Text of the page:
It’s not my first time in Karlsruhe. As our flight arrives bright and early from Stansted to Baden Baden’s teeny tiny airport, I am suffering. Yet again victim of the ‘quick one’ after work, on the last day before a long weekend… I can only equate the sense of freedom on these days with the last day of term in the golden days of school. Only I wasn’t drinking back then!
Last night’s parade around London started at the Sugar Loaf for a couple of vodka diet cokes (as you will learn, this is my beer replacement as unfortunately I can’t stand the smell or taste of that amber nectar). Then an earnest quick one at Bread Street Kitchen, before we got a text that some friends were waiting in Canary Wharf for us to say hi. Well it’s on the way home… it would be rude not to! A few (lost count) lychee martinis and good catch up at Roka later, I left the building, only to walk back into One Canada Square for a final hurrah with a very good old fashioned and a slightly annoying bar man!
And so, I packed at 1am (surprise clothing for the weekend then!) and slept 4 hours before my wonderful husband woke me up and hauled me into the cab for the airport. After sleeping a few hours on various modes of transit (taxi, plane, car) we arrived to visit ze Karlsruhe Germans (my brother in law, sister in law and adorable nephew). First things first: a slightly delayed but nevertheless fantastically carb-a-licious German breakfast.
Germans have a real sense of standard about their bread. I have never met a single German in the UK who didn’t tell me about the subtle nuances that make the ‘Deutsche bröt’ a thing of wonder. And so I have come to sample much of this over the years and must agree, there is nothing quite like a fresh brötchen or bretzl (not called a pretzel here folks) from a German backerei. As standard breakfast, was a wondrous feast for the senses: different kinds of bread, a perfectly boiled egg (slice this onto a piece of bread roll with jam on it and top with a slice of cheese to be amazed), many variations of local cheeses and flügelsalad (turkey, pineapple, mayo and some other stuff that all tastes amazing), and so many different types of meats you would be astounded. The most amazing thing of all (and why I love my German family) is that only one item on the table was pork. Why is this amazing you ask? I don’t eat pork and the Germans live on it! So to make this a banquet without any schweinefleish is pretty incredible. We ate beef, veal, chicken, turkey, you name it, it was a salami, a sausage, a ham, a bacon, a ham slice with cheese in it… it was all there and all edible for me! If this was a restaurant, they would get a Michelin star from me 🙂 . This victory was celebrated with a glass of cava with brunch.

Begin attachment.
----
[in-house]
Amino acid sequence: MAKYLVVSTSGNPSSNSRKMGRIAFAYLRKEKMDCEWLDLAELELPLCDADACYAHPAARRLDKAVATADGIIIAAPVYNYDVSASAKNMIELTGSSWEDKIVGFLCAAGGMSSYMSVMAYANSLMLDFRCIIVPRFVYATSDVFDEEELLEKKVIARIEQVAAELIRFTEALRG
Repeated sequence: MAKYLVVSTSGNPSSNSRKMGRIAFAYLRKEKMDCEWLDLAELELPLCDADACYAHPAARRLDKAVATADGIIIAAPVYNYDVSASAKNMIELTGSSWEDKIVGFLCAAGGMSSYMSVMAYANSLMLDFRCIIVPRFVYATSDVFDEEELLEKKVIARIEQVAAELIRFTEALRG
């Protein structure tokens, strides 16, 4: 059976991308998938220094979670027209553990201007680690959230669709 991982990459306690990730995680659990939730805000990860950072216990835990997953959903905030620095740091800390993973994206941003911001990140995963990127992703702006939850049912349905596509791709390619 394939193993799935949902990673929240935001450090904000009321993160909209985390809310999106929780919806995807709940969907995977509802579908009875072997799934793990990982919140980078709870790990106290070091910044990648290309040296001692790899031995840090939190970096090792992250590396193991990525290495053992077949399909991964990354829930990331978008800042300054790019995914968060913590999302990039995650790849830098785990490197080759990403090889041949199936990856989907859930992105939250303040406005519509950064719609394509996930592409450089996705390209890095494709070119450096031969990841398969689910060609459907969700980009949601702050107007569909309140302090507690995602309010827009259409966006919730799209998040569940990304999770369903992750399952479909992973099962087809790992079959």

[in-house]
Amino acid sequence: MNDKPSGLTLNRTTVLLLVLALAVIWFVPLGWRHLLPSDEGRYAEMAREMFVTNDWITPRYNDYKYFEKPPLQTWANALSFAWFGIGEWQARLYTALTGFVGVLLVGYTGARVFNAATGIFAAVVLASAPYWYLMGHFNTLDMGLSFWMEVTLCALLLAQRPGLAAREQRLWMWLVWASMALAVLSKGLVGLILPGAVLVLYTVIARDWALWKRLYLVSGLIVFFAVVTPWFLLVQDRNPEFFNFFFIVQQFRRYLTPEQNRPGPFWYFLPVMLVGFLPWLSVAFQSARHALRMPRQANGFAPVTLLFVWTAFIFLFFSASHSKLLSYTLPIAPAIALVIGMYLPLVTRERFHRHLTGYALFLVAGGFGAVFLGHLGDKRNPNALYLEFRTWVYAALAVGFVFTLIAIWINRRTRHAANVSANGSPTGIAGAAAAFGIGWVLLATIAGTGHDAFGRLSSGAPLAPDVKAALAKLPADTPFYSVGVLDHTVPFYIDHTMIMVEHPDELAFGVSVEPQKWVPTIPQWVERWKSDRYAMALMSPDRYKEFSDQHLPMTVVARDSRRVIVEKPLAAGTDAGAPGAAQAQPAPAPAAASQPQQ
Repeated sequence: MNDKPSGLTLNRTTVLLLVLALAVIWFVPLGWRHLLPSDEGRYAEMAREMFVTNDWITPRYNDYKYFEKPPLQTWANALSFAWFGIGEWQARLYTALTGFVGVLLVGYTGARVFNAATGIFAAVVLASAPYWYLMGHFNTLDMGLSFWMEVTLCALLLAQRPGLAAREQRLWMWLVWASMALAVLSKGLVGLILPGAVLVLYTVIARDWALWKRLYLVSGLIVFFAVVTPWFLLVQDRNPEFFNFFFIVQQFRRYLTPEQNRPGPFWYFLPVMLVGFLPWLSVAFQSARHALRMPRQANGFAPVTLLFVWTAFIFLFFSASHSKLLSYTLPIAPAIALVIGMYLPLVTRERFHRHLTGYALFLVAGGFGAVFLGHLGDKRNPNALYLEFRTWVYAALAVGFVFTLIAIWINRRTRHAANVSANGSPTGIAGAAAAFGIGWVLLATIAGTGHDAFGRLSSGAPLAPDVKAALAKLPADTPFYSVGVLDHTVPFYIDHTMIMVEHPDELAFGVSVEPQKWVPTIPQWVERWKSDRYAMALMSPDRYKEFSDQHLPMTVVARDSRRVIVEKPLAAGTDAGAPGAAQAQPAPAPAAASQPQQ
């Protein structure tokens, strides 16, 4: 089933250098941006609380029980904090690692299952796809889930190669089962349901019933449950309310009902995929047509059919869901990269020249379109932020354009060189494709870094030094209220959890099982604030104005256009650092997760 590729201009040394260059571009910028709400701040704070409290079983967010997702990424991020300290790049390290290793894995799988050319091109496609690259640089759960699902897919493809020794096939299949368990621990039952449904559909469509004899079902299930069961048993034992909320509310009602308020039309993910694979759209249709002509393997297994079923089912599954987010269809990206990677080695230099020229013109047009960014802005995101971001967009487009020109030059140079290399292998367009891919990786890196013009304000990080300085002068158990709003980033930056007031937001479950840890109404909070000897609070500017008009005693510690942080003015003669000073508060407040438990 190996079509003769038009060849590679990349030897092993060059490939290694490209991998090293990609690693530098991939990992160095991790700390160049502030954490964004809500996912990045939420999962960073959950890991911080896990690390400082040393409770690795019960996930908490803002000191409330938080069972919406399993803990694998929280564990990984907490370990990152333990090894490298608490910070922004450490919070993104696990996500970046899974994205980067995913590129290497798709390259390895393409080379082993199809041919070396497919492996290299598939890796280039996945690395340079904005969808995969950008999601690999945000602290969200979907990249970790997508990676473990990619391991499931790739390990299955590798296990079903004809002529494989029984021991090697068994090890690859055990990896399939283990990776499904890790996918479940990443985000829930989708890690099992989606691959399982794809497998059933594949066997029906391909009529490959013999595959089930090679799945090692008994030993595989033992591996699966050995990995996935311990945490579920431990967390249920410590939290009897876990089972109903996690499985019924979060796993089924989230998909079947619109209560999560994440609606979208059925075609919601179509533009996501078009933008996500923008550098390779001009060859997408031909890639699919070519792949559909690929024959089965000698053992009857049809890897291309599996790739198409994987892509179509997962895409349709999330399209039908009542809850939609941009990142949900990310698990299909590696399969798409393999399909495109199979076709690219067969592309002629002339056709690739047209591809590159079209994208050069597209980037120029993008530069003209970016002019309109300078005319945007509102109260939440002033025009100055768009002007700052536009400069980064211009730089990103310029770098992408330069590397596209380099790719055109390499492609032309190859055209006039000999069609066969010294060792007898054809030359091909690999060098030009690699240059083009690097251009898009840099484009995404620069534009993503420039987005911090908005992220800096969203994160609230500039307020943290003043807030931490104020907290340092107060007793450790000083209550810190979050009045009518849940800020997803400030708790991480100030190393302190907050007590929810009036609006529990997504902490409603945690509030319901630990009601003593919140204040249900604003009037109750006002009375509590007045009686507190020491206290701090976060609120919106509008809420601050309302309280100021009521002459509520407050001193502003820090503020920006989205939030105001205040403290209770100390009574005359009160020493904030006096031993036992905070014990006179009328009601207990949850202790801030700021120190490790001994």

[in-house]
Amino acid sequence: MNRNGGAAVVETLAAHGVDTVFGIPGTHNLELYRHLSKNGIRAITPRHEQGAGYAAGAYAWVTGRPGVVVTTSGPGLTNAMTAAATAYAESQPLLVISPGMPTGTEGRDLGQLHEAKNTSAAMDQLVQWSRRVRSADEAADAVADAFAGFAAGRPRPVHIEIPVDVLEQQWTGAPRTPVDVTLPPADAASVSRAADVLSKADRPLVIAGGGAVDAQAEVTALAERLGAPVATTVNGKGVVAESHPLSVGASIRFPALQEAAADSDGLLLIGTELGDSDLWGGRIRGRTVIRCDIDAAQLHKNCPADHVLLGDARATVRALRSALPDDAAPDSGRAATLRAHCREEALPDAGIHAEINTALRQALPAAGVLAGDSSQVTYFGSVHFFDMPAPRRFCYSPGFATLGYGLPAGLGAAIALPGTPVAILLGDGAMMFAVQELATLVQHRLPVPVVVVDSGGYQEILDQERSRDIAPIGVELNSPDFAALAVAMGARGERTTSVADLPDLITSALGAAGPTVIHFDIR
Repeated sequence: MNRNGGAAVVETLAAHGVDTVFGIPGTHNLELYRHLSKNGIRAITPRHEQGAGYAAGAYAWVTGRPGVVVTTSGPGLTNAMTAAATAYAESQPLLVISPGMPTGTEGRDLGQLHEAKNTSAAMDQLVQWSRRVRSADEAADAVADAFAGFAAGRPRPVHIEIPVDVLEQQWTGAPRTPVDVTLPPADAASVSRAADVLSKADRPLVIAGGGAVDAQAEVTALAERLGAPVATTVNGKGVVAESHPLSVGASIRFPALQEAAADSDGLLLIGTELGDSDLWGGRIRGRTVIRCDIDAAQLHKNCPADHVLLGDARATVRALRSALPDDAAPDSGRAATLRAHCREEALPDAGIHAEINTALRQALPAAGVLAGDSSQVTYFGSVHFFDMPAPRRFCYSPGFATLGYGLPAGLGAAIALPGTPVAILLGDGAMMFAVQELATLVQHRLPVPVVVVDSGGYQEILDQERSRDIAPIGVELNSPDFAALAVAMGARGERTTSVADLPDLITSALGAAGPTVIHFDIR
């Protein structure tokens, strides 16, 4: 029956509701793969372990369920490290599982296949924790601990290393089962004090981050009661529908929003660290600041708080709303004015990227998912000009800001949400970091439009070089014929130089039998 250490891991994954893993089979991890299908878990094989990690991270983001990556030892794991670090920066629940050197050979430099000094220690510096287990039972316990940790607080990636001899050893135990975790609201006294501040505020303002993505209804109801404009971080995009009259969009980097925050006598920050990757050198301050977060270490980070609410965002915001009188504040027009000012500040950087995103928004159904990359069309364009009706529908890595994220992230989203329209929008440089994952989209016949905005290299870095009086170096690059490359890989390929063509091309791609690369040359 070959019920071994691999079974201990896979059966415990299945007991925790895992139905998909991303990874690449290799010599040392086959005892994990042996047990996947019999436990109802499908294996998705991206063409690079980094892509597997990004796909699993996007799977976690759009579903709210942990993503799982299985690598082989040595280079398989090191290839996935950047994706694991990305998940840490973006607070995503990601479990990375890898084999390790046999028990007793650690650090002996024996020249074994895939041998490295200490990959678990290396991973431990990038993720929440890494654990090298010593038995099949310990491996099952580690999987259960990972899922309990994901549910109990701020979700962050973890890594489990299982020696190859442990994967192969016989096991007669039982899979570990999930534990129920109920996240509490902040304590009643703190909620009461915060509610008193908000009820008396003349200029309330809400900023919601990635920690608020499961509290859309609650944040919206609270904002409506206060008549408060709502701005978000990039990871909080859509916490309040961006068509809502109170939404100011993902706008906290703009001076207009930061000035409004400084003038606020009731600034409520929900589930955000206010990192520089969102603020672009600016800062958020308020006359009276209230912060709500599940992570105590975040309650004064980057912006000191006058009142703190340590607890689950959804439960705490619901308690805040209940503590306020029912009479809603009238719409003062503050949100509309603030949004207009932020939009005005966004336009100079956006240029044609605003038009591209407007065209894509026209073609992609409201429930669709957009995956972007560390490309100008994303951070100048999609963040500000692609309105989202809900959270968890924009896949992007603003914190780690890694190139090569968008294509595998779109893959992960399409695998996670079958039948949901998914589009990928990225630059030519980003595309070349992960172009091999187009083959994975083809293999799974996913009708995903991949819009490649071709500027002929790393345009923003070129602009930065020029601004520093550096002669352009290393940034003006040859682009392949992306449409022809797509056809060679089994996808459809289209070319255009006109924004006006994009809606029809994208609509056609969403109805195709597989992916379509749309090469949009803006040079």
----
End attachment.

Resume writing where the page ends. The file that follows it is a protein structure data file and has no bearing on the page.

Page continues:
Later we explored a heap of lovely spots Karlsruhe. From walking around the small cobbled centre for a bit of shopping, stopping off at the cafes and biergarten at Ludwigsplatz, before taking a tour of the palace and gardens. It is a quiet and verdant place, with lots of opportunity to cycle, walk, drink beer and take in some café culture.
On Saturday night we were TrEated to a belated wedding gift dinner by ze Karlsruhe Germans at Hügel’s. Top knotch Southern German fare and hospitality. We left feeling full and merry.
Sunday we visited some nearby towns, some of which you can cycle to as part of the Vögel brewery’s tour where you cycle from pub to pub and get a free beer in each! My husband, his brother and nephew went to 3 breweries… the ladies took the car and meandered through the localities (due to my being ridiculously short and not feeling comfortable riding a bike so far – clearly this was no hindrance to a 3 year old – the shame!)
We wandered through Ettlingen, which reminded me of Bruges a little. Beautiful landscape with flowers and gardens, interspersed with canals and bridges. The retirement village (don’t knock it til you’ve seen it!) was a really great space to walk through, with lots of outdoor art instalments .
Durlach was another stop where we have been previously, but only in winter (when you really need thick socks and snow boots so your toes don’t fall off) and they hold a medieval Christmas market. The market was small but authentic with a hog roasting on a spit and archers and blacksmiths – and everyone in period costume. However, May was even better. A sleepy town to stroll around on a Sunday before an eis-café (basically a mocha coffee sundae) was perfect in the heatwave we encountered.
In the evening we walked to the local Italian Trattoria da Giovanni. I have to be honest, I was so exhausted, I didn’t even go inside; choosing rather to sit outside at our lovely table surrounded by bushes and people watch. We took a wander around the ZKM centre of art – with its evil Spiderman looking goo structure outside that played music when it sensed you walk through it, very cool.
Monday was not a bank holiday for the Germans, so we took a day to relax as we never do. We walked around town and I re-read Harry Potter books, before preparing for our mega barbecue on our last night (lamb filets, steaks, marinated beef chunks, veal… and a delicious feta salad). Polished off with a proper German digestiv (well its Italian but the Germans do love it) Averna. It tastes… like medicine. But does the job – helps digest your food and feel a bit merry after a couple! Just stay away from Underberg – that, is gross (however healthy it claims to be)! And then… it was 5am and we were in the car again, headed for our grey and wet flight back to Blighty. Until the next time my delicious laugen-brot!